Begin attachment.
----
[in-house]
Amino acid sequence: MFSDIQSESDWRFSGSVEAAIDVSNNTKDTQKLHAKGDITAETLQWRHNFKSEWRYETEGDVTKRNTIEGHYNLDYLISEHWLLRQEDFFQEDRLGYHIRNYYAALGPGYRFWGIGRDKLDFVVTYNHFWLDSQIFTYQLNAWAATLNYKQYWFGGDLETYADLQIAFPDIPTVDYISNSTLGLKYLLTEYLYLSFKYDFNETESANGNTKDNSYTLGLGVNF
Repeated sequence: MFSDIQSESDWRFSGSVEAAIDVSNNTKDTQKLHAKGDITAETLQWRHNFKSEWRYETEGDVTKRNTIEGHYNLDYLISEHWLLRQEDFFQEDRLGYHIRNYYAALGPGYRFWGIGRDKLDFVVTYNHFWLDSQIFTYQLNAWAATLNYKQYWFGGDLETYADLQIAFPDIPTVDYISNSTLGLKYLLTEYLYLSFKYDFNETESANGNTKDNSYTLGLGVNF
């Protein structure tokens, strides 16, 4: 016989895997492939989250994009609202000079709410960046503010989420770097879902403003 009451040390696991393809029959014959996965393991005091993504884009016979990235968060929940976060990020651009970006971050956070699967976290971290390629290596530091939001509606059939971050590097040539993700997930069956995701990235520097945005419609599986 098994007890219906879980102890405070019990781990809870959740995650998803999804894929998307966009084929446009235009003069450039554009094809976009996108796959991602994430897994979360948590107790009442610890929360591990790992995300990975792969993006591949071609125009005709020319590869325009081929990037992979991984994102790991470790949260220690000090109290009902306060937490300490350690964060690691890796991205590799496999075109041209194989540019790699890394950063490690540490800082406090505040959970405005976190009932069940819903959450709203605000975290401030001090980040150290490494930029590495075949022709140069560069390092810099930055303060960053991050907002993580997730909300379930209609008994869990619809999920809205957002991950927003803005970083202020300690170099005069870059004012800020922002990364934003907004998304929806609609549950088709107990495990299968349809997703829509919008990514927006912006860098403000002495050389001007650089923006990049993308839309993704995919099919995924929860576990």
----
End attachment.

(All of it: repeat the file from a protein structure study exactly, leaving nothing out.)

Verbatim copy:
[in-house]
Amino acid sequence: MFSDIQSESDWRFSGSVEAAIDVSNNTKDTQKLHAKGDITAETLQWRHNFKSEWRYETEGDVTKRNTIEGHYNLDYLISEHWLLRQEDFFQEDRLGYHIRNYYAALGPGYRFWGIGRDKLDFVVTYNHFWLDSQIFTYQLNAWAATLNYKQYWFGGDLETYADLQIAFPDIPTVDYISNSTLGLKYLLTEYLYLSFKYDFNETESANGNTKDNSYTLGLGVNF
Repeated sequence: MFSDIQSESDWRFSGSVEAAIDVSNNTKDTQKLHAKGDITAETLQWRHNFKSEWRYETEGDVTKRNTIEGHYNLDYLISEHWLLRQEDFFQEDRLGYHIRNYYAALGPGYRFWGIGRDKLDFVVTYNHFWLDSQIFTYQLNAWAATLNYKQYWFGGDLETYADLQIAFPDIPTVDYISNSTLGLKYLLTEYLYLSFKYDFNETESANGNTKDNSYTLGLGVNF
């Protein structure tokens, strides 16, 4: 016989895997492939989250994009609202000079709410960046503010989420770097879902403003 009451040390696991393809029959014959996965393991005091993504884009016979990235968060929940976060990020651009970006971050956070699967976290971290390629290596530091939001509606059939971050590097040539993700997930069956995701990235520097945005419609599986 098994007890219906879980102890405070019990781990809870959740995650998803999804894929998307966009084929446009235009003069450039554009094809976009996108796959991602994430897994979360948590107790009442610890929360591990790992995300990975792969993006591949071609125009005709020319590869325009081929990037992979991984994102790991470790949260220690000090109290009902306060937490300490350690964060690691890796991205590799496999075109041209194989540019790699890394950063490690540490800082406090505040959970405005976190009932069940819903959450709203605000975290401030001090980040150290490494930029590495075949022709140069560069390092810099930055303060960053991050907002993580997730909300379930209609008994869990619809999920809205957002991950927003803005970083202020300690170099005069870059004012800020922002990364934003907004998304929806609609549950088709107990495990299968349809997703829509919008990514927006912006860098403000002495050389001007650089923006990049993308839309993704995919099919995924929860576990």